Sole Trader Italy

Top fiveSetting up as a sole trader is one of the most popular way to start a business in Italy, and it’s still quite common because it’s easy and cheap. Sole trader registration is straightforward, accountancy is simpler than a limited company, and you can use part of the money in the bank account for your personal expenses. At the end of the year, you will keep all the profits after tax.

Disadvantage of setting up the business as a sole trader

Now you have read the advantages of a sole trader, but there are also disadvantages; if your business fails, you will have to pay for that failure out of your own pocket, and the creditors can take advantage of your personal wealth even outside Italy in your own country, although this usually happens only for important debts. This is the main reason why many entrepreneurs prefer a limited company.

The other disadvantage is the prestige. A limited company sounds more official and in general more respected. However, because a limited company has limited liability while the sole trader has not, it’s sometimes easier for a newly incorporated sole trader to find an office or get a loan. The landlord or the bank knows that – if the business goes bad – they can still tackle the personal wealth of the owner, so they are more open to take the risk.

Open or Close an Italian sole trader

A sole trading company is incorporated directly at the Chamber of Commerce and doesn’t require a notary public, who is mandatory instead to open an Italian limited company (S.R.L.) and an Italian joint stock company (S.P.A.). Thus the company formation is extremely cheaper.

Because a sole trader is deeply connected to the (sole) owner, the business usually ceases on the owner’s retirement or death. Before that, it can be dissolved with an application at the Chamber of Commerce.

Can a Sole Trader become a Limited Company

Starting small by sole trading is a way to test a market – many companies are born this way. If this is your case, and you plan to grow later, can you upgrade your sole trader company in a real limited company later?

The answer is “yes and no”. The answer is (in part) no, because you can’t simply upgrade your company. A Limited company requires a different procedure and in Italy the company formation should be done in front of a notary public. However you can achieve the same result dissolving the sole trader and moving all the asset to the new company, including the name, the logo and equipments. If your timing is correct, you will dissolve the sole trader, setup a new limited company and move the asset in the same very moment, like if the company has been upgraded.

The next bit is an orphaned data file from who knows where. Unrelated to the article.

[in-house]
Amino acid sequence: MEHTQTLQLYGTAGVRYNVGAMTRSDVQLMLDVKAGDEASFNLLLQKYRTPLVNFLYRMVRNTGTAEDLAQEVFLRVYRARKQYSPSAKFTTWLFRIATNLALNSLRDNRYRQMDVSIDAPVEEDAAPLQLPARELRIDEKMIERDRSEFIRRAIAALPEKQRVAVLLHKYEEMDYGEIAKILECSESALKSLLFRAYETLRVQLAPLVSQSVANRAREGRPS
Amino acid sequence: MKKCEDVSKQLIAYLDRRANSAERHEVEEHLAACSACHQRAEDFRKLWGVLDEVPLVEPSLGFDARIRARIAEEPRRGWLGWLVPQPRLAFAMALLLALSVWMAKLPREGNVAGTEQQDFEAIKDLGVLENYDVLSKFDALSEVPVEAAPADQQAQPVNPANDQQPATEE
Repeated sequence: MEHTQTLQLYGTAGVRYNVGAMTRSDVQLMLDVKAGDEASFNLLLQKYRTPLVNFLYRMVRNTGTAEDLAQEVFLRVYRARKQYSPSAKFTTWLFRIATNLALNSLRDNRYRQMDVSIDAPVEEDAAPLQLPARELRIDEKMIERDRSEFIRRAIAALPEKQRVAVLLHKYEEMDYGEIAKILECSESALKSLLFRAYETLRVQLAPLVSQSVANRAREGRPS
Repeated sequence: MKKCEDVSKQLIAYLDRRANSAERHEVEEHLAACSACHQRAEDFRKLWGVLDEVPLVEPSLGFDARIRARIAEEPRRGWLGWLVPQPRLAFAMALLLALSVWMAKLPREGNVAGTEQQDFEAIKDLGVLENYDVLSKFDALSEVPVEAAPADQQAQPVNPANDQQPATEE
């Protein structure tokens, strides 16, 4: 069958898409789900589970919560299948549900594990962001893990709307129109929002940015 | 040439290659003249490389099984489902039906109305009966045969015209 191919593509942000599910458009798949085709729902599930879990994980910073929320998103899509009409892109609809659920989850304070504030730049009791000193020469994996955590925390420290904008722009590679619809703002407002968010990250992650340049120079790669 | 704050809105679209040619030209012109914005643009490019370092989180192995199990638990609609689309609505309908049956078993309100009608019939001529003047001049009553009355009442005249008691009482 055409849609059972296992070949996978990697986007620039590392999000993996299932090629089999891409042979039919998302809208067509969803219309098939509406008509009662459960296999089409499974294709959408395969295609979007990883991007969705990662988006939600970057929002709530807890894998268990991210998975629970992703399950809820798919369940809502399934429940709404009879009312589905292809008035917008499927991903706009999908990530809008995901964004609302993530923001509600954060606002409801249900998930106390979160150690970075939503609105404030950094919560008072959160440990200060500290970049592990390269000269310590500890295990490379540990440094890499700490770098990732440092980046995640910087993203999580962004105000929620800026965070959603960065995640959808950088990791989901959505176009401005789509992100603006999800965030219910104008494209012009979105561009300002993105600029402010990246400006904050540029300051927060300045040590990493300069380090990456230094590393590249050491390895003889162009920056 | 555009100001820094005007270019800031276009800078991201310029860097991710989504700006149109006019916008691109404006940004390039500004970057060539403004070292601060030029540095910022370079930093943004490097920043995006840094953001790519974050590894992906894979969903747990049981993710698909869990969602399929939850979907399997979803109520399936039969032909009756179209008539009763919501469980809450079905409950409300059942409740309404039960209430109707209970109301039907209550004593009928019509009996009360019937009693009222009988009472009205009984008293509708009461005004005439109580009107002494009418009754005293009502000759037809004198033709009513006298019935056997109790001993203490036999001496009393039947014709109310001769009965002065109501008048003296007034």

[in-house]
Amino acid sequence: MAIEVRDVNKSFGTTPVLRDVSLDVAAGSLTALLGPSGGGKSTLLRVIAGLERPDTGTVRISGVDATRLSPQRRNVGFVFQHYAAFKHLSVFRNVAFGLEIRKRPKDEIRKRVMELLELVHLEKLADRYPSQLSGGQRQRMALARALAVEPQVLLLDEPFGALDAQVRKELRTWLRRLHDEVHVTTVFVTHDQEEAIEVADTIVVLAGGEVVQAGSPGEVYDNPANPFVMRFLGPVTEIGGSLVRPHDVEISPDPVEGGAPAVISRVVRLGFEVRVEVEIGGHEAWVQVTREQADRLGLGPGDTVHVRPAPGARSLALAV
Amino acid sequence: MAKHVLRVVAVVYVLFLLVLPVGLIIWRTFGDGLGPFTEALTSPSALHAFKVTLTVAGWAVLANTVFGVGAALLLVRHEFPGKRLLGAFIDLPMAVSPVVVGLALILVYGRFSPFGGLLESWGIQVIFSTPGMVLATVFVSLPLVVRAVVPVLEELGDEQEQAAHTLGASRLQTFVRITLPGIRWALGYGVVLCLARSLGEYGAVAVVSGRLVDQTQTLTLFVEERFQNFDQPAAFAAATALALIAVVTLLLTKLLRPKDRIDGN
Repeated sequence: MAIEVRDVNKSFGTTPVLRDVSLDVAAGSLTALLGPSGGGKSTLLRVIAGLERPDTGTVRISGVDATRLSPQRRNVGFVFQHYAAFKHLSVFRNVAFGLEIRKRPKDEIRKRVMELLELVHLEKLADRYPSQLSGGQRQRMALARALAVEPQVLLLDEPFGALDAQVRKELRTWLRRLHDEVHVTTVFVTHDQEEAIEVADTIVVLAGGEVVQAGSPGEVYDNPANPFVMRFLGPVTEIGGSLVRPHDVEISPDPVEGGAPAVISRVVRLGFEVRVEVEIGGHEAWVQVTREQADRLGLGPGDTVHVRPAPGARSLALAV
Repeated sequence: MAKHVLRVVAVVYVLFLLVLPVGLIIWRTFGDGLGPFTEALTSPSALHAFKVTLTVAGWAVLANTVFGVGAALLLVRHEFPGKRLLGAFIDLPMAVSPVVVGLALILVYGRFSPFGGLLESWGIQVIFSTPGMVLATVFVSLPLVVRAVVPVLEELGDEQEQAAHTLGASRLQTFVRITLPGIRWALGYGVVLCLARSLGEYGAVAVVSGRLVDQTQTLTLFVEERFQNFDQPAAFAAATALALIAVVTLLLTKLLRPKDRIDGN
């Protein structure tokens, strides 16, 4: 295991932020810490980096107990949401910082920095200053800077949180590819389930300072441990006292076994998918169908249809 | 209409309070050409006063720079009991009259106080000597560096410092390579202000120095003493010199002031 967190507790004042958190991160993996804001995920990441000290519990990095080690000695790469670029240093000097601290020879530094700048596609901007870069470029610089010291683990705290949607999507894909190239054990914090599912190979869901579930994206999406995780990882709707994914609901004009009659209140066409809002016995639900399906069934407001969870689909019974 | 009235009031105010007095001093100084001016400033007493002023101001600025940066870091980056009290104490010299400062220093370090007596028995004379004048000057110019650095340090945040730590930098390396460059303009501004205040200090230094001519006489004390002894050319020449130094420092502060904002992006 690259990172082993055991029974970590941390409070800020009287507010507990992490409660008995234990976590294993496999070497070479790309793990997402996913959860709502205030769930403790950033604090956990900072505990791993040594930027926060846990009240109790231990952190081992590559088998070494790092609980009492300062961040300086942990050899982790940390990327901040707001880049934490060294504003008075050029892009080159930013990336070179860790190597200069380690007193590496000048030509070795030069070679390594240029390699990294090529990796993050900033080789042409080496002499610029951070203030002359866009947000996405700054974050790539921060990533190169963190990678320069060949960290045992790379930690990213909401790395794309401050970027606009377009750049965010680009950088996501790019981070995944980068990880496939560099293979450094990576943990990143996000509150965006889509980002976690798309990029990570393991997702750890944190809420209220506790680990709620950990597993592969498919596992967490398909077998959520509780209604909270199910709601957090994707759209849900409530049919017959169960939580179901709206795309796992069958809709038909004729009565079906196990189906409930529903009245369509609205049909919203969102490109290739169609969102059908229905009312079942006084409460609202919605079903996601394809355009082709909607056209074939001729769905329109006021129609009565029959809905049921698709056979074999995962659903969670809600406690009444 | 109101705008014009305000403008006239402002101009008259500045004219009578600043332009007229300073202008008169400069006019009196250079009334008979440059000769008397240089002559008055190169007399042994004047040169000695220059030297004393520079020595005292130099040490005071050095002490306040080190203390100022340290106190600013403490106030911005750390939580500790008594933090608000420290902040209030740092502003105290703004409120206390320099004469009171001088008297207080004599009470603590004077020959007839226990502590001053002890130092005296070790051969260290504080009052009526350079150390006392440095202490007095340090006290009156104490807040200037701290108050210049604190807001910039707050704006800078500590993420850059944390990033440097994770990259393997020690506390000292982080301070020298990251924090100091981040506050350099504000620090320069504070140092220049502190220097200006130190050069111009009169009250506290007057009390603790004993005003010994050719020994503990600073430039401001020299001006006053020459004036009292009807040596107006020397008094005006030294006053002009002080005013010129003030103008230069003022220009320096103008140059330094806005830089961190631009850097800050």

Be careful because there can be some tax involved. In fact, moving the asset from a company to another can be taxed as a sale.

How to chose the name of your Italian sole trader company

The name of a sole trader should be the sum of two elements:
i) a fantasy name chosen by the owner
ii) at the end of the chosen name, the name of the owner himself.
For instance, if I decide to trade as “Ferrari” my company should be named “Ferrari di Stefano Tresca”, that it could be amusing because the same words in Italian mean also “Stefano Tresca has a Ferrari (the car)”.
Before choosing the name of a famous company – and be sued by them – read the post How to Choose the Name of a Company in Italy.

Business card and other stationery for sole trader

The name of the owner should be always shown in business card, letterhead and any other commercial document, or the company can be fined.

The reason is simple. If a sole trader company fail, the owner has to pay all the debts from his own pocket. He can’t just go bankrupt, in fact there is no limited liability. The law requires to show to your clients and providers who’s the person behind the company.

This is the reason why so many of our clients prefer to setup a more expensive Italian Limited Company (S.R.L.) and get a limited liability.

Sole trader vs. Limited liability company in Italy

So what’s the best choice, a sole trader or a limited liability? Our bigger clients have no doubt, they enter in the Italian market with all the firepower of a limited company (S.R.L.) and the bravest of them start from the beginning with a bigger and more prestigious Italian joint stock company (S.P.A.).

But what about the smaller entrepreneur, that want to test the market? Sole trader vs Limited company is one of the most asked question of my smaller clients, and – like any other common question – has no common answer.

Personally I would suggest a limited liability company all the time. I like to separate the business from my personal life and sleep well at night. If the business is not so good as expected, you can dissolve the company and lose just a few thousands euros.

However, a limited company can be very expensive (for a small business) to open and to dissolve. So you can go for the Sole trader if you can live with the idea that creditors can tackle your personal wealth, or if you have a business model that don’t allow loss, for instance you ship the goods only after you are paid (but be careful, because perfect business model are never so perfect as we think).
Whatever is your choice, do it. Italy is a bureaucratic nightmare, but it’s also one of the richest and most populated country of the European Union, definitively a market where any foreigner can make a profit.

Image source: s_falkow at

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46 Responses

    1. Hi Alexandr. Yes a Russian citizen can open a sole trader in Italy. You can invoice and receive payments. But you can NOT live in Italy unless you get ALSO an immigration visa. In short you have to manage your business online.

      The only requirement to operate as a sole trader in Italy, is an Italian address. The less expensive solution is to take a virtual office from companies like or (disclaimer: the last website was mine before I sold it).

  1. Hi Stefano, very useful thank you! I have retired early from a company job and am thinking of setting up as a sole trader in Italy (I own a property there), as a communications consultant. Do you please know income tax rates/bands and national insurance contributions in this scenario? Other costs? Do I need to be an Italian resident? Thanks! Michael

    1. Hi Michael. Sounds a good choice. Nobody can calculate your taxes. Laws come and go in Italy, and there are hundreds different rules to calculate expenses. However a common tax regime for Italian consultants is about 30-40% on the revenue.